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Netflix revenues are reportedly being probed by the UK tax authority

Netflix revenues are reportedly being probed by the UK tax authority

Netflix is under investigation by the U.K.'s tax authority, according to a report by a British newspaper.

The Times of London reported Monday that Netflix's British accounts were under scrutiny by government tax body HMRC (Her Majesty's Revenue and Customs).

The most recent accounts for Netflix's British arm showed its London office employed 14 people, the paper said. Netflix reportedly claimed the office only existed to provide support to its main European operation, which is registered in Amsterdam.

According to The Times' calculations, Netflix generates around £863 million ($1.1 billion) from British users every year — but only declared revenues of £23.9 million in 2017, with a profit before tax of around £1.1 million. It was noted, however, that the company received an income tax credit of around £177,000 as an incentive to produce British films and television shows.

HMRC told CNBC via email that it could not comment on individual cases. However, a spokesperson said: "HMRC has a very strong track record on challenging contrived tax arrangements. We make sure that large businesses, just like everyone else, pay all the taxes due under U.K. law and we don't settle for less. In 2017/18, HMRC secured over £9 billion in additional tax revenue from the largest and most complex businesses."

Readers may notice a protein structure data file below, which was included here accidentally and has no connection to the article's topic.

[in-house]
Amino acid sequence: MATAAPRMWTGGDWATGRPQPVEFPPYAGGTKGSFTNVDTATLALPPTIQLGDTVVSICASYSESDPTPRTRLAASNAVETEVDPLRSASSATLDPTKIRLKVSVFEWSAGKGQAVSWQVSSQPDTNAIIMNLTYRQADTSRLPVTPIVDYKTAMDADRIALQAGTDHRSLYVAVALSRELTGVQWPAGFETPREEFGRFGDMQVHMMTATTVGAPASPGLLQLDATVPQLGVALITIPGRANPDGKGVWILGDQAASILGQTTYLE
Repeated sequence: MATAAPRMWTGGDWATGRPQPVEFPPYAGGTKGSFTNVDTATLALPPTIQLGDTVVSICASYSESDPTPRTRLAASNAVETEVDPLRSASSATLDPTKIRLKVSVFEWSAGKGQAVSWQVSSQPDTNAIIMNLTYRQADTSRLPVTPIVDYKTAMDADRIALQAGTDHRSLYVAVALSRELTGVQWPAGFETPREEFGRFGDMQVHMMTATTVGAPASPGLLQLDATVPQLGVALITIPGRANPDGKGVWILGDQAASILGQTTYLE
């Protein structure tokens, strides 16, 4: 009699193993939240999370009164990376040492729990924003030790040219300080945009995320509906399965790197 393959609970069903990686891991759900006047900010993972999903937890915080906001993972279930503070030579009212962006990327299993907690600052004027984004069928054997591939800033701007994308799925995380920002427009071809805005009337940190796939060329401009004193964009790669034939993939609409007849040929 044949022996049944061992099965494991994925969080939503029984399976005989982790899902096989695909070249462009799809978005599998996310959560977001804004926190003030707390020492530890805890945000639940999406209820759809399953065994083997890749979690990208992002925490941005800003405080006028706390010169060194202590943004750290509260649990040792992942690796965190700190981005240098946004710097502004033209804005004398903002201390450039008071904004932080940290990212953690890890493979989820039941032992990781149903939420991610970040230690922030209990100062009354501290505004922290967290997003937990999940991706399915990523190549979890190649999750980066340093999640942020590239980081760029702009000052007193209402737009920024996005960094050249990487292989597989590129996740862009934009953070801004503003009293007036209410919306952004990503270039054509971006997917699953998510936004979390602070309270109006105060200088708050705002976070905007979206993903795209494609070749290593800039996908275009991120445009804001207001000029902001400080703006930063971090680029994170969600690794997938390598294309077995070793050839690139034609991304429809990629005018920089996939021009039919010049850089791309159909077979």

HMRC actively investigates around 50 percent of the U.K.'s largest businesses at any one time. A spokesperson for Netflix was not immediately available for comment when contacted by CNBC.

U.S. digital giants like Netflix are looking set to face increasing scrutiny in Europe over their revenue declarations. In October, U.K. Finance Minister Philip Hammond announced a new digital services tax that would come into force from April 2020. The EU is also looking to introduce some form of digital tax, with French Finance Minister Bruno Le Maire saying he wants to see it in effect by the end of this year.

Source: https://www.cnbc.com

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